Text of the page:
Because students have trouble building the models of the molecules, naturally it is hard for them to imagine the dipole moments created by individual bonds within the molecule. These dipole moments are directional and have magnitude. Therefore, in the case of a symmetrical molecule, these directional dipole moments cancel each other out and you actually get a nonpolar molecule.

Examples listed below:

(PCl3O)This is a picture of an electron geometry of tetrahedral (four groups surrounding central atom) that also has a molecular shape of a tetrahedral. In many cases this shape is perfectly symmetrical and the individual dipole moments cancel each other out. In this case, the molecule is not symmetrical because the atoms surrounding the phosphorus have different electronegativity values.  As noted, the net dipole moment is pointing toward the oxygen atom and the molecule is considered polar.

(BF3) Boron trifluoride is an example of a trigonal planar electronic geometry that also has trigonal planar molecular shape (3 groups surrounding central atom with 0 lone pairs). In this case, all atoms surrounding the central atom have the same electronegativity values (same atom) and therefore the individual dipole moments of each bond are the same. If we added the sum of the vectors the sum would be zero. Therefore, the molecule has no overall dipole moment and is considered a nonpolar molecule.

(NH3) This ammonia molecule is a perfect example of the tetrahedral electron geometry with the trigonal pyramid             molecular shape. Because of the lone pair of electrons on the nitrogen, the vectors pointing from the hydrogen to the nitrogen sum to be a net dipole moment pointing straight up through the molecule. As noted, the net dipole is 1.47 D with the magnitude shown. This is not a symmetrical molecule and in most cases exhibits an overall dipole moment.
**An exception to the rule that a tetrahedral/pyramid is polar would be PH3. While it has the same shape as NH3 it is a nonpolar molecule. The reason is that there is no difference in electronegativity between phosphorus and hydrogen (calculated difference). Therefore, the asymmetry of the molecule does not matter- there is no dipole.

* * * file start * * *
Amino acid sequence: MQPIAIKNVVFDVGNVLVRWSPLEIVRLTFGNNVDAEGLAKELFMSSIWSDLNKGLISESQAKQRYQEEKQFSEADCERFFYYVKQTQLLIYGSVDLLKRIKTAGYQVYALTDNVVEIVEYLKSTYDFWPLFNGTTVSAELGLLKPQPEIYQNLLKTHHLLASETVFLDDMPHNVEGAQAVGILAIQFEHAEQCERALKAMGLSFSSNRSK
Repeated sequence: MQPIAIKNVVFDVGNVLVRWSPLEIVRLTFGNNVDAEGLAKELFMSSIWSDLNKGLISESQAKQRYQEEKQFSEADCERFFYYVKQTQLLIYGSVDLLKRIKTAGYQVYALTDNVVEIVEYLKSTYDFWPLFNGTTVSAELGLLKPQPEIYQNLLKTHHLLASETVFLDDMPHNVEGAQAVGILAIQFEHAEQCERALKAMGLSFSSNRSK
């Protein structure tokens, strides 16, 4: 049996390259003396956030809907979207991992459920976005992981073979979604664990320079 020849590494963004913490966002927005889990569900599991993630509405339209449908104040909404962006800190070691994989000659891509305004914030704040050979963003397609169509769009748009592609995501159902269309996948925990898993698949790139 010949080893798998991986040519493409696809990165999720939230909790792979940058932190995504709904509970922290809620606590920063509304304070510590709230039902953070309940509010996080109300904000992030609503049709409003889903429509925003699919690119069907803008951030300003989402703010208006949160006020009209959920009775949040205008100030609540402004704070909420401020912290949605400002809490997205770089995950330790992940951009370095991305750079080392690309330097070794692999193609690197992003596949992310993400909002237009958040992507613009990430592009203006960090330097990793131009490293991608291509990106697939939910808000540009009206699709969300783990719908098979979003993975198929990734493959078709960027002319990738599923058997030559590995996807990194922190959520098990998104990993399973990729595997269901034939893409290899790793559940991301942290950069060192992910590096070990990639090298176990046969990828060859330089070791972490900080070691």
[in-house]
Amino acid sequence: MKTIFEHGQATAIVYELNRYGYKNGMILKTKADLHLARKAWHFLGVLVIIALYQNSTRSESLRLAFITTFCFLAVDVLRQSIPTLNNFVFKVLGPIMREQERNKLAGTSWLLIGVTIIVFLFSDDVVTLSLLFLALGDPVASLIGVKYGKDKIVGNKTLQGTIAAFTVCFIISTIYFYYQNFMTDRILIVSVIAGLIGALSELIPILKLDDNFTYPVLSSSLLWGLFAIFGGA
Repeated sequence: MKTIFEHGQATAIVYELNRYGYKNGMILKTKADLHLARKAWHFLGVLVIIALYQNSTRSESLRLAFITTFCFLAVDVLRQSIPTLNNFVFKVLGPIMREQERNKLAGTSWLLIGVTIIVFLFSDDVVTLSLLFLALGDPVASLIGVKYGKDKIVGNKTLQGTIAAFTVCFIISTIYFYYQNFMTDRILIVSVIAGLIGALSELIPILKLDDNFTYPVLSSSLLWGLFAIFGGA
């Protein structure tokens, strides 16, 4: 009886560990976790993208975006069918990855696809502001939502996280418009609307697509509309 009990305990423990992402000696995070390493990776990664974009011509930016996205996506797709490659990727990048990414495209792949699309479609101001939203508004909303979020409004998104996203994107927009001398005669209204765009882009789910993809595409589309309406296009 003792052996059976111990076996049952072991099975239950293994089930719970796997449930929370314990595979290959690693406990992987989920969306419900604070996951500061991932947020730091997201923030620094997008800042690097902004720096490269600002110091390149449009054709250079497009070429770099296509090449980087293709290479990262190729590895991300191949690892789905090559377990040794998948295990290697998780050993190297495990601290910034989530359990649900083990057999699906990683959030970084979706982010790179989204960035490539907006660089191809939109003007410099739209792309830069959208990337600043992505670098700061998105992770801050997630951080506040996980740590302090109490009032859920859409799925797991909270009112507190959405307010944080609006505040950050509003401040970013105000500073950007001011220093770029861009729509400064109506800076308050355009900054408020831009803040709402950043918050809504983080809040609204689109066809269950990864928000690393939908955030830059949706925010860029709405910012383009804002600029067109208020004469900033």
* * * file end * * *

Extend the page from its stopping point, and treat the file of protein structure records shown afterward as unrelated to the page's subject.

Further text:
**02/2013: I received an email from a reader stating that there is a dipole moment associated with PH3. Although there is no difference in electronegativity between the phosphorus and hydrogen, the lone pair of electrons on the pyramid creates an uneven distribution of electron charge.

The water (H2O) molecule to the left is a tetrahedral electron geometry (4 group surrounding central atom) with a bent shape. The two lone pairs are not shown in this drawing. The four total groups (2 bonding and 2 lone pairs) assume the usual tetrahedral structure, however visually only two atoms jut out from the central atom. This creates the bent shape.  The dipole moment of this molecule is similar to that of NH3 in that it points straight up through the molecule. If you add the vectors of a dipole pointing toward the oxygen from each hydrogen, you get a straight line through the center.

The four tetrahedral molecules to the left (variations of methyl/chlorine molecules) exhibit the change of a dipole depending on how many electronegative substituents are attached to the central atom. With one chlorine (far left) the dipole moment    points in the direction of the one polar bond. For two chlorines, the overall dipole points halfway in between the vectors. On the far right, notice that the dipole is 0D. This means that when carbon has four chlorines surrounding it in a tetrahedral arrangement, the individual dipole moments cancel out and the molecule has no polarity. Carbon tetrachloride is an example of a tetrahedral molecule that has polar bonds but no overall dipole moment or polarity.